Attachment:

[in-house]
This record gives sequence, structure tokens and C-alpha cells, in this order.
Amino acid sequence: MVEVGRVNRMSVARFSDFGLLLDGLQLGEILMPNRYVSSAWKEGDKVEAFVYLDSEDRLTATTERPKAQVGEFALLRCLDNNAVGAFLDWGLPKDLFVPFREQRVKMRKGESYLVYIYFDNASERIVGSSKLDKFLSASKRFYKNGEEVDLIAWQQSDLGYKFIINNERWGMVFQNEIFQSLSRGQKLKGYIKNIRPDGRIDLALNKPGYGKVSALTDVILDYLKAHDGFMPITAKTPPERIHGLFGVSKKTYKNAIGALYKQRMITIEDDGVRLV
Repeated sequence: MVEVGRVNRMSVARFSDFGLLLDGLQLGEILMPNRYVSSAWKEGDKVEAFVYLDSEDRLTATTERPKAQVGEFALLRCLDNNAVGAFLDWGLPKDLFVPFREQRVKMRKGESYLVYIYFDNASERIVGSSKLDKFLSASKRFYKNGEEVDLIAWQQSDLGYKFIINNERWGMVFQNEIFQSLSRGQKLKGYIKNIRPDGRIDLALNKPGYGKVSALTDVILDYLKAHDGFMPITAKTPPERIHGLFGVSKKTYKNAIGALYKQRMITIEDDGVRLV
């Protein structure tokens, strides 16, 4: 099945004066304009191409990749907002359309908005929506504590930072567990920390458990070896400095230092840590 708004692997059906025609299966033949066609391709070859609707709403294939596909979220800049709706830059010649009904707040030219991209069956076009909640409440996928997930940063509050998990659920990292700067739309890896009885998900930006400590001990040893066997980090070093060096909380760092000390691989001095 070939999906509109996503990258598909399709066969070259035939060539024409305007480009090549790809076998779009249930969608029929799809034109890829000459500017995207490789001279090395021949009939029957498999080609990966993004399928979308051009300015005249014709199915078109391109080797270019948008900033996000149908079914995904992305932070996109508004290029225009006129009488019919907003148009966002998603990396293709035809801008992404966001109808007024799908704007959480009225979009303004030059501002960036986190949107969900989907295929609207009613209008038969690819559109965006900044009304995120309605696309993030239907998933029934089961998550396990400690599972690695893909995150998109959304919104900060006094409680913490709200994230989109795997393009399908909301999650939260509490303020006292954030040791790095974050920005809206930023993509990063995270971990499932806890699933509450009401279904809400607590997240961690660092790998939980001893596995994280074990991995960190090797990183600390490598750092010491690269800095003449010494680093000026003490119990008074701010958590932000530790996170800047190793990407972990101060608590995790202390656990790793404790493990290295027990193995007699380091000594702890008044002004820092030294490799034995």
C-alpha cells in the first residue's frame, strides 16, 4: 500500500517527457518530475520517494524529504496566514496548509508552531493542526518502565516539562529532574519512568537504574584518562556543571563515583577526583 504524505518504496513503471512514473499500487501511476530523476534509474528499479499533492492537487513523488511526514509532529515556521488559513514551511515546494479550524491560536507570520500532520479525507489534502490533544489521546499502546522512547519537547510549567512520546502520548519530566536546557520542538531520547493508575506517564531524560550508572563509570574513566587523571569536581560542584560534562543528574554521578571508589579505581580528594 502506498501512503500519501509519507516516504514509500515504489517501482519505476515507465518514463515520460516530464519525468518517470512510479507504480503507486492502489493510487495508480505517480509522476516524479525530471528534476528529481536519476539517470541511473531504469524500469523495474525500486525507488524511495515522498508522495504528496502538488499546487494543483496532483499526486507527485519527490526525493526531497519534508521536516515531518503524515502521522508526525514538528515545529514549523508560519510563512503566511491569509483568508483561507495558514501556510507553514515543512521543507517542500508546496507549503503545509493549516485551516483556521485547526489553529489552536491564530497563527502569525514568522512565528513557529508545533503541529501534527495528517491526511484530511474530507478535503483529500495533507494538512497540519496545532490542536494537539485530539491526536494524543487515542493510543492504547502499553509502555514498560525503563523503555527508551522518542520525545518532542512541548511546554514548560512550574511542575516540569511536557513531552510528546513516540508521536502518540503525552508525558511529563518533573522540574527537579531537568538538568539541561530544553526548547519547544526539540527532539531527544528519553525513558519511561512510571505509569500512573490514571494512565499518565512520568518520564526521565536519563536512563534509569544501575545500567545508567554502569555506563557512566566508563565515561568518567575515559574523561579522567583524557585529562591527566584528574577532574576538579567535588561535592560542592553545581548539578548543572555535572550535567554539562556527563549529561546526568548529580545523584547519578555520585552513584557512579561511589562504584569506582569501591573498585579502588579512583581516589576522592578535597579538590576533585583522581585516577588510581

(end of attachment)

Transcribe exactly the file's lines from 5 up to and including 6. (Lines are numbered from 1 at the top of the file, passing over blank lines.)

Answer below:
């Protein structure tokens, strides 16, 4: 099945004066304009191409990749907002359309908005929506504590930072567990920390458990070896400095230092840590 708004692997059906025609299966033949066609391709070859609707709403294939596909979220800049709706830059010649009904707040030219991209069956076009909640409440996928997930940063509050998990659920990292700067739309890896009885998900930006400590001990040893066997980090070093060096909380760092000390691989001095 070939999906509109996503990258598909399709066969070259035939060539024409305007480009090549790809076998779009249930969608029929799809034109890829000459500017995207490789001279090395021949009939029957498999080609990966993004399928979308051009300015005249014709199915078109391109080797270019948008900033996000149908079914995904992305932070996109508004290029225009006129009488019919907003148009966002998603990396293709035809801008992404966001109808007024799908704007959480009225979009303004030059501002960036986190949107969900989907295929609207009613209008038969690819559109965006900044009304995120309605696309993030239907998933029934089961998550396990400690599972690695893909995150998109959304919104900060006094409680913490709200994230989109795997393009399908909301999650939260509490303020006292954030040791790095974050920005809206930023993509990063995270971990499932806890699933509450009401279904809400607590997240961690660092790998939980001893596995994280074990991995960190090797990183600390490598750092010491690269800095003449010494680093000026003490119990008074701010958590932000530790996170800047190793990407972990101060608590995790202390656990790793404790493990290295027990193995007699380091000594702890008044002004820092030294490799034995």
C-alpha cells in the first residue's frame, strides 16, 4: 500500500517527457518530475520517494524529504496566514496548509508552531493542526518502565516539562529532574519512568537504574584518562556543571563515583577526583 504524505518504496513503471512514473499500487501511476530523476534509474528499479499533492492537487513523488511526514509532529515556521488559513514551511515546494479550524491560536507570520500532520479525507489534502490533544489521546499502546522512547519537547510549567512520546502520548519530566536546557520542538531520547493508575506517564531524560550508572563509570574513566587523571569536581560542584560534562543528574554521578571508589579505581580528594 502506498501512503500519501509519507516516504514509500515504489517501482519505476515507465518514463515520460516530464519525468518517470512510479507504480503507486492502489493510487495508480505517480509522476516524479525530471528534476528529481536519476539517470541511473531504469524500469523495474525500486525507488524511495515522498508522495504528496502538488499546487494543483496532483499526486507527485519527490526525493526531497519534508521536516515531518503524515502521522508526525514538528515545529514549523508560519510563512503566511491569509483568508483561507495558514501556510507553514515543512521543507517542500508546496507549503503545509493549516485551516483556521485547526489553529489552536491564530497563527502569525514568522512565528513557529508545533503541529501534527495528517491526511484530511474530507478535503483529500495533507494538512497540519496545532490542536494537539485530539491526536494524543487515542493510543492504547502499553509502555514498560525503563523503555527508551522518542520525545518532542512541548511546554514548560512550574511542575516540569511536557513531552510528546513516540508521536502518540503525552508525558511529563518533573522540574527537579531537568538538568539541561530544553526548547519547544526539540527532539531527544528519553525513558519511561512510571505509569500512573490514571494512565499518565512520568518520564526521565536519563536512563534509569544501575545500567545508567554502569555506563557512566566508563565515561568518567575515559574523561579522567583524557585529562591527566584528574577532574576538579567535588561535592560542592553545581548539578548543572555535572550535567554539562556527563549529561546526568548529580545523584547519578555520585552513584557512579561511589562504584569506582569501591573498585579502588579512583581516589576522592578535597579538590576533585583522581585516577588510581